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Switzerland's upper house on Wednesday again backed a deal with Washington to expose US tax dodgers and fine Swiss banks which helped hide their money, a day after G8 leaders agreed to chase cheats and corporate fiddles.
The upper and lower houses are taking different lines on the tax agreement in the midst of controversy in advanced nations about tax evasion and low tax bills by some big companies.
A total of 26 members of the upper Council of States voted in favour of the controversial "Lex USA" bill, which aims to lift Switzerland's long-sacrosanct banking secrecy for one year for Americans.
Eighteen lawmakers opposed the deal proposed by the United States, which has angered many in Switzerland by insisting it is non-negotiable and must be in force by July 1.
The Council of States, which voted 24-15 in favour last week in an initial debate, was unswayed by a lower house refusal to hold the emergency vote needed to have the deal in place by Washington's deadline.
On Tuesday, 126 members of the lower house, or National Council, refused to consider the deal, while 67 were in favour.
Wednesday's upper house decision puts the ball squarely in the National Council's court, and it is set to hold a new debate on Thursday, leaving the accord on a knife-edge.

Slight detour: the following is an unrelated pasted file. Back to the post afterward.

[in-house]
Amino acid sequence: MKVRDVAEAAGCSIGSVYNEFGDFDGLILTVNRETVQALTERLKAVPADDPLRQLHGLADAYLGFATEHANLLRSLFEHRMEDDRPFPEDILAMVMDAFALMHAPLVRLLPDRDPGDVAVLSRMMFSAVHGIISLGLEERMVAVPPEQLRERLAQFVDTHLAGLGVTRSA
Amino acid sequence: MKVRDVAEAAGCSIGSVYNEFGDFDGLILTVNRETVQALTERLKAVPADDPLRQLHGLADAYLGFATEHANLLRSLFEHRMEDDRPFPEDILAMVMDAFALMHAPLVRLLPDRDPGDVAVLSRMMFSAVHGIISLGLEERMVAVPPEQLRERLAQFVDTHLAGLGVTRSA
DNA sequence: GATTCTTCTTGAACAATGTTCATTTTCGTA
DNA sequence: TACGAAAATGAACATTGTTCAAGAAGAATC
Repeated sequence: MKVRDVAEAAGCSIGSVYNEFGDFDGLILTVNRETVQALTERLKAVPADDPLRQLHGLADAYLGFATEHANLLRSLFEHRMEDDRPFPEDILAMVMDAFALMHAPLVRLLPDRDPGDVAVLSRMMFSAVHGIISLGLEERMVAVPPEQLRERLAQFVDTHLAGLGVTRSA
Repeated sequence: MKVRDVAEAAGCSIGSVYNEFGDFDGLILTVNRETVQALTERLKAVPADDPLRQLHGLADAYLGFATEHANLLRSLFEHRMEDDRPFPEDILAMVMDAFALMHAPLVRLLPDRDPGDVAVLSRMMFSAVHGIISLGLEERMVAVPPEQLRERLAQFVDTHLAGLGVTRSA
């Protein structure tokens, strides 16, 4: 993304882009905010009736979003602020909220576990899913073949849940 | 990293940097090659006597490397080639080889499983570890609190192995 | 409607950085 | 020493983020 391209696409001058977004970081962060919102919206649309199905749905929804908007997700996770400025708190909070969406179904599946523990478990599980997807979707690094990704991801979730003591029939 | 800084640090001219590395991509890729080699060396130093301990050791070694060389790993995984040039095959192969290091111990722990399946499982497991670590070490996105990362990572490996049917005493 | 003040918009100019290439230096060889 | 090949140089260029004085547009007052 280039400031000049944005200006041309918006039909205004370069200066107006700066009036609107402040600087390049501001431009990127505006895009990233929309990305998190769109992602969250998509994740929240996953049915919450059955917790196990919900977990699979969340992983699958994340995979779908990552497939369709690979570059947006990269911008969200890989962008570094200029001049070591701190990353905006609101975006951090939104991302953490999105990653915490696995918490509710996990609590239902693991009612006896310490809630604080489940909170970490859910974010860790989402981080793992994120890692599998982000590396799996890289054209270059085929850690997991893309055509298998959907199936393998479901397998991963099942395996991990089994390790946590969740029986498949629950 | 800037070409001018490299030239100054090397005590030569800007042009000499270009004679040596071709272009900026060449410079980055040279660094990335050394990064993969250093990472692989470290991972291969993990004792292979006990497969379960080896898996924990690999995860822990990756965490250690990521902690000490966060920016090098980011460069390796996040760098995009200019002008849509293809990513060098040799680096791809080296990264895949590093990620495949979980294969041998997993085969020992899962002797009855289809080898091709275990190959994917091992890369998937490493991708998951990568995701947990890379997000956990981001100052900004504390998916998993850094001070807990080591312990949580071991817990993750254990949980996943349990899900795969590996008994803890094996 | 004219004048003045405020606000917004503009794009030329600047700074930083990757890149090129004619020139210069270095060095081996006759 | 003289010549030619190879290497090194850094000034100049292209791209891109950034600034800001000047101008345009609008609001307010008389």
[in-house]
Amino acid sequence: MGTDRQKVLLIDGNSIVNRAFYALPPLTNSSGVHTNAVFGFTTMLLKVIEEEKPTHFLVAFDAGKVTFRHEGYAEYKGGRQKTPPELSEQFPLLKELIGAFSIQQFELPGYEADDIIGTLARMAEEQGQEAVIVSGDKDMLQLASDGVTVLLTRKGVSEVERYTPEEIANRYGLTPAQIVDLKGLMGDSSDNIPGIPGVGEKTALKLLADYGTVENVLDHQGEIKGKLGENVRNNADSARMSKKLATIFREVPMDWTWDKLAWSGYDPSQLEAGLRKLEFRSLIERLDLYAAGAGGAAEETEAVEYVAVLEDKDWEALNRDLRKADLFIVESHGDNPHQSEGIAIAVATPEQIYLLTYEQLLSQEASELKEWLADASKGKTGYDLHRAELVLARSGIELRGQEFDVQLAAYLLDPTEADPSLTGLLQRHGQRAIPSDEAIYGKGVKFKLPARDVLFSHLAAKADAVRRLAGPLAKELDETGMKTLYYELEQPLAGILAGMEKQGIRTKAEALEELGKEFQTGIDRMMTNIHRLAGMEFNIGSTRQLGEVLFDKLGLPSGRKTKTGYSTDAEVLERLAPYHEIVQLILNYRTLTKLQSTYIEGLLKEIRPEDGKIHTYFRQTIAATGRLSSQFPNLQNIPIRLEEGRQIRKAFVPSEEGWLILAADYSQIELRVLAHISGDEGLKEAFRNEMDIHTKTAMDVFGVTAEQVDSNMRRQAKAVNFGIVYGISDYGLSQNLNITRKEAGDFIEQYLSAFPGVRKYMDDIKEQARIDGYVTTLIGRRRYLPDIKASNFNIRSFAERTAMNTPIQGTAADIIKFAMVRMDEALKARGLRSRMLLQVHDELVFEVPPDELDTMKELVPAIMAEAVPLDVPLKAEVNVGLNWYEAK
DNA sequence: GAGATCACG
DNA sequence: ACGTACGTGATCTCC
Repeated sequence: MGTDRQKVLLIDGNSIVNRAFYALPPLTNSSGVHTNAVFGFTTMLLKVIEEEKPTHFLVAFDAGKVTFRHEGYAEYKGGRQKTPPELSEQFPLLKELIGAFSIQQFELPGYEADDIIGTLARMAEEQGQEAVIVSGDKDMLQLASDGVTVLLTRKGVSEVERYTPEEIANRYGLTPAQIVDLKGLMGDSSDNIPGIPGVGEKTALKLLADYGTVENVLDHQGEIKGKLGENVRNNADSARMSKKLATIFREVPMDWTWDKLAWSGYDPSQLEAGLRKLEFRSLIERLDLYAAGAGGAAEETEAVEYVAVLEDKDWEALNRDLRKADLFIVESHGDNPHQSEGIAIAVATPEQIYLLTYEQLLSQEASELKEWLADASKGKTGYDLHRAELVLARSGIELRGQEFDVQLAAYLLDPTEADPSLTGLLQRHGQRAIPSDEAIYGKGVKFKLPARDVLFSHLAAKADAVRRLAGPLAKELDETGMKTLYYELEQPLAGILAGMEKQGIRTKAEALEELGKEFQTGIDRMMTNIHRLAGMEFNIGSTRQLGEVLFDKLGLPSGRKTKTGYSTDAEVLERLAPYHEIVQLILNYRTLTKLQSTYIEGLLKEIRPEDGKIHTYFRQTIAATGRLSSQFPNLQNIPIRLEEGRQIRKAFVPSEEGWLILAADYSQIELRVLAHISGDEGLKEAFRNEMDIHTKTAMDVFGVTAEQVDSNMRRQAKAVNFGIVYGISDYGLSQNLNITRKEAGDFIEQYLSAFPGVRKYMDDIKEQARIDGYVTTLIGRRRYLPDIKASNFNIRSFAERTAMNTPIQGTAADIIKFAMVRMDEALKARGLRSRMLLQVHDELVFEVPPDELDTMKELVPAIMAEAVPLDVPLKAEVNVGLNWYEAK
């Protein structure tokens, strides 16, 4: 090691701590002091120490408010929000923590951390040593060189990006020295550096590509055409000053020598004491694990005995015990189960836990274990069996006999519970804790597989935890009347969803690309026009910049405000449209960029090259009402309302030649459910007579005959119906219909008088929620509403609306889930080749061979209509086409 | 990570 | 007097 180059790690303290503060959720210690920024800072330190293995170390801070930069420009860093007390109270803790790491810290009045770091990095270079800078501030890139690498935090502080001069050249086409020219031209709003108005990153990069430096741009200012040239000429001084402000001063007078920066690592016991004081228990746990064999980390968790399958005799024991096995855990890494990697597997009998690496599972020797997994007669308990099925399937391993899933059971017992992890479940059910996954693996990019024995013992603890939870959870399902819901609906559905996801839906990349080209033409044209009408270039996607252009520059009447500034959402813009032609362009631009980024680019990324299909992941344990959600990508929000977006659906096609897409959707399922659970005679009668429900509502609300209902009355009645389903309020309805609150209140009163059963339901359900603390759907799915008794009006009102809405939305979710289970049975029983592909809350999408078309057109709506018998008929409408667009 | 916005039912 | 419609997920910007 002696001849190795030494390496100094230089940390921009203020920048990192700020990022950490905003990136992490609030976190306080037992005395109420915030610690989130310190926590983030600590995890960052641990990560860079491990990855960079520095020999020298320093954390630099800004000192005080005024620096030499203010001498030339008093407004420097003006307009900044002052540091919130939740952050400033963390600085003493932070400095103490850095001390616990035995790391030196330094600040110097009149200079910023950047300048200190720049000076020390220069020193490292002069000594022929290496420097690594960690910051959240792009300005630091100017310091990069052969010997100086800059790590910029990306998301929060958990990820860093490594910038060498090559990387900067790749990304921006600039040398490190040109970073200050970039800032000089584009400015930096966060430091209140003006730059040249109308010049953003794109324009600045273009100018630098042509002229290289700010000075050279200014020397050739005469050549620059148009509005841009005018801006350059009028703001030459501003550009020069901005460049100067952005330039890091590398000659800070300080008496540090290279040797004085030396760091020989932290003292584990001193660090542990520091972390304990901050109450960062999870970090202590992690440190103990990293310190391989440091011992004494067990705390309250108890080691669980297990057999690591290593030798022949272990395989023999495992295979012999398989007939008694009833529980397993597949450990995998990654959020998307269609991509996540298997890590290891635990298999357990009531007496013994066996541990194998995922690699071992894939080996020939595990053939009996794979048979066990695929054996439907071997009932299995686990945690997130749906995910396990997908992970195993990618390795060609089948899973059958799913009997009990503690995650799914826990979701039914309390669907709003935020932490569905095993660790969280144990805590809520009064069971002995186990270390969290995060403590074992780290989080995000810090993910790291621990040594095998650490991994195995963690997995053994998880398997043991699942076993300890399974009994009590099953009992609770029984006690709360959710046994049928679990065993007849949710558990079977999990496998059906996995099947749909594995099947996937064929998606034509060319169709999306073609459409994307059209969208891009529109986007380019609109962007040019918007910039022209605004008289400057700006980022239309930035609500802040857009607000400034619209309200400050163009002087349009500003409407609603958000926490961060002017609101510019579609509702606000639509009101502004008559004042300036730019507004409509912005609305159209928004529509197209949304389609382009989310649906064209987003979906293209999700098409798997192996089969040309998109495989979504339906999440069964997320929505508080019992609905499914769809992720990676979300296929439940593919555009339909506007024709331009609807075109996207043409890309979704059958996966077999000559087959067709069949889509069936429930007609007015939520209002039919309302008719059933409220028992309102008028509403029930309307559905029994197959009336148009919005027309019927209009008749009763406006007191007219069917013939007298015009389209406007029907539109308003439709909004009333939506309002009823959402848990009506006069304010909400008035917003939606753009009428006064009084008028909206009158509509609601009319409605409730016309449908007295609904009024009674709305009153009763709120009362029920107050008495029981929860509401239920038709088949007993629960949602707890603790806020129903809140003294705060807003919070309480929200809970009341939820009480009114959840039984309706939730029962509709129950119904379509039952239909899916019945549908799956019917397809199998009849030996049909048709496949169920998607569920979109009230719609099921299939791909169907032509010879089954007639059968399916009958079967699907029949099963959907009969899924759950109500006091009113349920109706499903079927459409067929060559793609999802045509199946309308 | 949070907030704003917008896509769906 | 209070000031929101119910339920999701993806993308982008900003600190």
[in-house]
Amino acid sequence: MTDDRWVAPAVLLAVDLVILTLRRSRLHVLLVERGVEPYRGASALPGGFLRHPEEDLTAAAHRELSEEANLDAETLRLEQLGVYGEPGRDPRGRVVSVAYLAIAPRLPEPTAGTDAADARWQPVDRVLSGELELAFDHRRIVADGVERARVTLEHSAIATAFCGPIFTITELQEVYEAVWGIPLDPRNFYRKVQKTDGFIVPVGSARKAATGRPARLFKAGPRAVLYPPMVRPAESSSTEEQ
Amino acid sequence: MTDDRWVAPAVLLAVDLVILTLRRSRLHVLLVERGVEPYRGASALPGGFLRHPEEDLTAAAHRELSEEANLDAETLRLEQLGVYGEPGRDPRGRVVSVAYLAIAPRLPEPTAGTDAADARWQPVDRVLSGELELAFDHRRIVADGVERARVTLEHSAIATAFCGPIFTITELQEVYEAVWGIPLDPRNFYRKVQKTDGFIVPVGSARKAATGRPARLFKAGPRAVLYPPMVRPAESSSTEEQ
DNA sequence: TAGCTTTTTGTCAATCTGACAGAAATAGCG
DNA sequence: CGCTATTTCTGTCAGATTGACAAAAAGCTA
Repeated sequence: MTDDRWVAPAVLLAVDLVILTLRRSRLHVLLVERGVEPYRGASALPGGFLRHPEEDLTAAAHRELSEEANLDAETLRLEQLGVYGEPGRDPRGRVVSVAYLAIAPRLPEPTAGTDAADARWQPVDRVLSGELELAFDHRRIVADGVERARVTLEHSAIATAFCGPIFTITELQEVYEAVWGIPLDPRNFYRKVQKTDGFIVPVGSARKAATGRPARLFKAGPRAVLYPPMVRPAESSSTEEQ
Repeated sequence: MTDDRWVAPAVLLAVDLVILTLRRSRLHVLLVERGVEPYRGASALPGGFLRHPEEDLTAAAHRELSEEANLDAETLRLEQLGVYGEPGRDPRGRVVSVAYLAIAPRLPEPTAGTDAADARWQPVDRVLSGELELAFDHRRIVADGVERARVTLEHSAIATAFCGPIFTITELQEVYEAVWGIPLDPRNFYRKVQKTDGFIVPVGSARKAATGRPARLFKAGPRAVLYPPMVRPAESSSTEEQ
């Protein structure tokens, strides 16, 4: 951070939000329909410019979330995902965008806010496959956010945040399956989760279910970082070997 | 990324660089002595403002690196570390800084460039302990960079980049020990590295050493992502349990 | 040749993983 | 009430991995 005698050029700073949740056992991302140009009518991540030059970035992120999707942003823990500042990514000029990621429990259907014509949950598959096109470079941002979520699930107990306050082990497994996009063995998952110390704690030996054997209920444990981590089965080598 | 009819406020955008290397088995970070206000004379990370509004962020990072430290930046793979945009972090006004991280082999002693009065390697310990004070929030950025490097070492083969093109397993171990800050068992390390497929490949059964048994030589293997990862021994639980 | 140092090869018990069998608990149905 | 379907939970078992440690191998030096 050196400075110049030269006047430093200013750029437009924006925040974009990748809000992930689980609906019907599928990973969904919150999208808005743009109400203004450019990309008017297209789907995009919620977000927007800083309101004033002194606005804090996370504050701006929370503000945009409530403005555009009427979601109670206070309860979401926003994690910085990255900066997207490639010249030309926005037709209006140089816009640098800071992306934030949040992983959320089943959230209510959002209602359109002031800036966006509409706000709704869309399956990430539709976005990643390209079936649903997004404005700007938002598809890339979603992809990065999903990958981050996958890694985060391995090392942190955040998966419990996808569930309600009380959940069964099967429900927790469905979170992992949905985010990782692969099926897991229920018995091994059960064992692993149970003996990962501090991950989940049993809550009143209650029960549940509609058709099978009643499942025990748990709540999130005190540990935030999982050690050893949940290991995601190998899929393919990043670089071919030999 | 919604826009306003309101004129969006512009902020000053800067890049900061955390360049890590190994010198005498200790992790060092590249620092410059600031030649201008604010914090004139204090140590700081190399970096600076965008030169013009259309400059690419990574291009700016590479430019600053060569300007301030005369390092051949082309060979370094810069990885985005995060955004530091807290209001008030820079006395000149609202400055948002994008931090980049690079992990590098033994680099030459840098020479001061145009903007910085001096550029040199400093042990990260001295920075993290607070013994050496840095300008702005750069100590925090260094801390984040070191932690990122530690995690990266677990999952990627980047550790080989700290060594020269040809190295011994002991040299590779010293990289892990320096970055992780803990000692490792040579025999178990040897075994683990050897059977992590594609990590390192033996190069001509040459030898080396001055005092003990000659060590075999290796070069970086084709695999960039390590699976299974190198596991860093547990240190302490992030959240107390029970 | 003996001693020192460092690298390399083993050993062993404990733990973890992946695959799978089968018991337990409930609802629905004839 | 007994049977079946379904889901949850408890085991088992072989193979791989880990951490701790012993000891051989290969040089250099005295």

The deal is seen as crucial if Swiss banks are to escape the threat of a raft of lawsuits in the United States on charges of abetting tax evasion -- with massive fines the price of legal peace -- as well as being barred from the big and profitable American market.
The banking sector has said it wants to draw a line under an issue which has poisoned ties with the United States.
On Tuesday, a summit of Group of Eight (G8) leaders in Northern Ireland made progress in trying to curb cross-border tax evasion and corporate tax optimisation.
Swiss banks are believed to hold billions of dollars belonging to American citizens who have not declared these assets to US tax authorities.
The take-it-or-leave-it settlement proposed by Washington was approved by the Swiss government at the end of May.
But parliamentary approval is needed for a one-year waiver of Swiss banking secrecy rules.
Without it, the banks would break Swiss law if they give US authorities the names of American clients and of employees that handled their assets.
With the global economic crisis putting tax havens into sharp focus -- notably at this week's summit of the G8 major economies -- Switzerland has opted to defend banking secrecy by giving ground in some areas.
Currently, US investigators have to make formal requests for legal assistance concerning specific tax-dodgers, a procedure Washington sees as cumbersome.